$ hg status

SHOW REVISION HISTORY

$ hg log

CLONING A REPOSITORY

For example for cloning a small “hello, world” repository hosted at testingmercurial.com:

$ hg clone http://www.testingmercurial.com/repo/hello my-hello

MERGING

$ hg merge <url of repo>

COMMIT

$ hg commit -m “commit-message”

PUSHING YOUR BRANCH TO ANOTHER REPOSITORY

$ hg push <url of the repo>

PULLING CHANGES FORM A REPOSITORY

$ hg pull <url of the repo>

If you are satisfied with the changes you pull then merge it using

$ hg merge

$ hg commit -m “merged”

This is just the basics of mercurial for more information I would suggest to read some mercurial tutorials.One you can find here http://mercurial.selenic.com/wiki/Tutorial also many good books are available just  google it!So go ahead enjoy playing with mercurial.Cheers  🙂

Introducing Bazaar(vcs)

When I started contributing to Ubuntu on launchpad.I came across a version control system popularly used by launchpad developers.It is very easy to use and is flexible and I am going to share some of the basics with  you all 🙂

INTRODUCTION

Bazaar is a distributed revision control system sponsored by Canonical.It is written in Python programming language.

Bazaar give us the ability to track changes for a directory by turning it into something slightly more complicated than a directory that we call a branch. The branch not only stores how the directory looks right now, but also how it looked at various points in the past. Then, when we do something we wish we hadn’t, we can restore the directory to the way it looked at some point in the past.Version control systems give users the ability to save changes to a branch by “committing a revision“. The revision created is essentially a summary of the changes that were made since the last time the tree was saved.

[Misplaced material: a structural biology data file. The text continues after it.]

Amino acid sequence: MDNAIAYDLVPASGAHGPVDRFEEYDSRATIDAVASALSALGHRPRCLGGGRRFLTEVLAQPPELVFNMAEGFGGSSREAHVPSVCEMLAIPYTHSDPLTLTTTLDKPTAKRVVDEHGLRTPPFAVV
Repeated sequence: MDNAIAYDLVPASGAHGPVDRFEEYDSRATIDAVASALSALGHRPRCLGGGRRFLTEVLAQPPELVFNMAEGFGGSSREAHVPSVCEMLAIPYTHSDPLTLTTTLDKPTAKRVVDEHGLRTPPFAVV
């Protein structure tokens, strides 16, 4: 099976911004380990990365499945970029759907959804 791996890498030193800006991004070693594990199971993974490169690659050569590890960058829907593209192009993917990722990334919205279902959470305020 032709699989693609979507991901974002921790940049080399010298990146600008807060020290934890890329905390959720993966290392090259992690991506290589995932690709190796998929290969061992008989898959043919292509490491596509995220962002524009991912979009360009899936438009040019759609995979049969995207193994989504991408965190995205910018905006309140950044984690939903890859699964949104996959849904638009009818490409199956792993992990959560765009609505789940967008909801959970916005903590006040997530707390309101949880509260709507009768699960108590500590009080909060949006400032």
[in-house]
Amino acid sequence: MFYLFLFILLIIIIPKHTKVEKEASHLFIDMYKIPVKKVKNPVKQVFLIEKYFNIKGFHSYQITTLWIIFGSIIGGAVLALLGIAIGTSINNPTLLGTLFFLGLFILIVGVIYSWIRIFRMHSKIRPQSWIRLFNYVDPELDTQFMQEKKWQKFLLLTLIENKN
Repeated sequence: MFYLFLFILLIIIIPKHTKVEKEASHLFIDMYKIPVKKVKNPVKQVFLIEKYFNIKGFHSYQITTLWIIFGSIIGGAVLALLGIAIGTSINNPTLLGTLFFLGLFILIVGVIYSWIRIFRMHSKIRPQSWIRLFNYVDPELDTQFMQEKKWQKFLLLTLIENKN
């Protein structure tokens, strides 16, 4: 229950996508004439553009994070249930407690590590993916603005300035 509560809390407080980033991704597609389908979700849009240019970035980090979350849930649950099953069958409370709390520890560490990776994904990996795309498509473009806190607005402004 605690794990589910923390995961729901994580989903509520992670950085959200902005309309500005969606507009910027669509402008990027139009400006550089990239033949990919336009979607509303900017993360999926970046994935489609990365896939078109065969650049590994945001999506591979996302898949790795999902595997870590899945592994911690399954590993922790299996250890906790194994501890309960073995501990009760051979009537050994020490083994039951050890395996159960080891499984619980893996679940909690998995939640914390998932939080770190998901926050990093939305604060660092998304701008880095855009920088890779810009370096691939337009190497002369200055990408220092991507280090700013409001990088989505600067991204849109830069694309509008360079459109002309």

INSTALLING BAZAAR

$sudo apt-get install bzr

Setting an email address via bzr whoami.

For setting a global identity, use

$bzr whoami “Your Name <email@example.com>”

For using a different address for a specific branch, enter the branch folder and use:

$ bzr whoami –branch “Your Name <email@example.com>”
Setting the email address in the ~/.bazaar/bazaar.conf  by adding the following lines.Note that
[DEFAULT] is case sensitive:
[DEFAULT]
email=Your Name <email@isp.com>

CREATING A REPO

$bzr init-repo <repo-name>

CREATING A BRANCH

$bzr init <branch-name>

ADDING FILES

  • Adding all files:

$bzr add

  • Adding a particular file:

$bzr add <filename>

COMMITTING CHANGES

$bzr commit -m “commit-message”

SOME USEFUL BAZAAR COMMANDS

$bzr status     # tells the changes made to the working directory since last revision.

$bzr diff        # shows the full text of changes to all files as a standard unified diff. This can be piped through many
programs such as ‘’patch’‘, ‘’diffstat’‘, ‘’filterdiff” and ‘’colordiff’‘

$bzr log        # shows the history of the branch by browsing its log

UPDATING BRANCH

$bzr merge <url of repo>

then commit changes if you are satisfied with it using

$bzr commit “merged”

PUSHING YOUR BRANCH TO OTHER REPO

$bzr push <url of repo>